I have always noticed that when people ask the question 'How do I figure out how much hard drive space I have left' as it relates to the Linux / *nix shell, people always respond telling people to use the following command:



$ df
Filesystem           1K-blocks      Used Available Use% Mounted on
/dev/sdb5             56870784  22222576  31759324  42% /
/dev/sda1               252960    122460    130496  49% /media/sda1
/dev/sda3            1441394492 1372242748  69151740  96% /media/sda3

In the above example, everything is hard to read since it's in units of one thousand bytes. On some systems this defaults to multiples of 512 bytes unless you specific the -k option. I'm surprised that they don't mention that if you add one simple switch (-h for human readable), you can make the output much easier to read on most systems:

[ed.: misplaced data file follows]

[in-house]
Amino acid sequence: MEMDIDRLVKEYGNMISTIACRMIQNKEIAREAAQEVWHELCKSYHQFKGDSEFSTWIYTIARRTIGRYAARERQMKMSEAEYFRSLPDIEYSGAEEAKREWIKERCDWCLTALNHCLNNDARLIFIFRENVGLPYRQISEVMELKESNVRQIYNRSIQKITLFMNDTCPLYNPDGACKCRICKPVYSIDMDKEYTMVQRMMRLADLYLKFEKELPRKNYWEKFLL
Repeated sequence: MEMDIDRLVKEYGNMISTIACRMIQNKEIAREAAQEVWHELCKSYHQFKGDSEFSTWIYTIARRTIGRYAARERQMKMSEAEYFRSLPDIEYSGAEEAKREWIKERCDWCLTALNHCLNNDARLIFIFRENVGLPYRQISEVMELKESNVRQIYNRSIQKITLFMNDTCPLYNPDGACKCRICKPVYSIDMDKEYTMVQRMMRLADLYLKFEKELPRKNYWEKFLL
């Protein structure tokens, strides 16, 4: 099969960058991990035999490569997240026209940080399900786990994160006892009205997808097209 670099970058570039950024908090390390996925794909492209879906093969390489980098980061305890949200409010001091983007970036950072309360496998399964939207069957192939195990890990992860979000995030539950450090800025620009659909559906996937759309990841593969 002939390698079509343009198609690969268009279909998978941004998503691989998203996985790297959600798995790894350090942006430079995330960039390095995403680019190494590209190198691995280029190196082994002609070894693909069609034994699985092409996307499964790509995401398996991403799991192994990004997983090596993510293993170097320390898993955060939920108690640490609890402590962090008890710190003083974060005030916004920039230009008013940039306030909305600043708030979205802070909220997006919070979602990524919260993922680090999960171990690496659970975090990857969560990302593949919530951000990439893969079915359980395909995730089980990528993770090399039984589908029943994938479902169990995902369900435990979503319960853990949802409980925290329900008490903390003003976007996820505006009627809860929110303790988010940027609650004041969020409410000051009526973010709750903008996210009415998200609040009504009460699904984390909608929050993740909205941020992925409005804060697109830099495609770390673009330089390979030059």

df -h


$ df -h
Filesystem            Size  Used Avail Use% Mounted on
/dev/sdb5              55G   22G   31G  42% /
/dev/sda1             248M  120M  128M  49% /media/sda1
/dev/sda3             1.4T  1.3T   66G  96% /media/sda3

In the above example, you can see that I've used 1.3 terabytes of my main system drive, leaving me with 66 gigabytes free.

Side Note: You can also find out what file system type you are using by running the following command:

df- T

And it will produce the following results:

Filesystem    Type   1K-blocks      Used Available Use% Mounted on
/dev/hdb1     ext3    19228276  14737848   3513680  81% /
tmpfs        tmpfs      383960         4    383956   1% /dev/shm
(The second column is the type)

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Name: Joshua Lyon
Birthday: August 8, 1985
Location: Valley Ranch (Irving), TX
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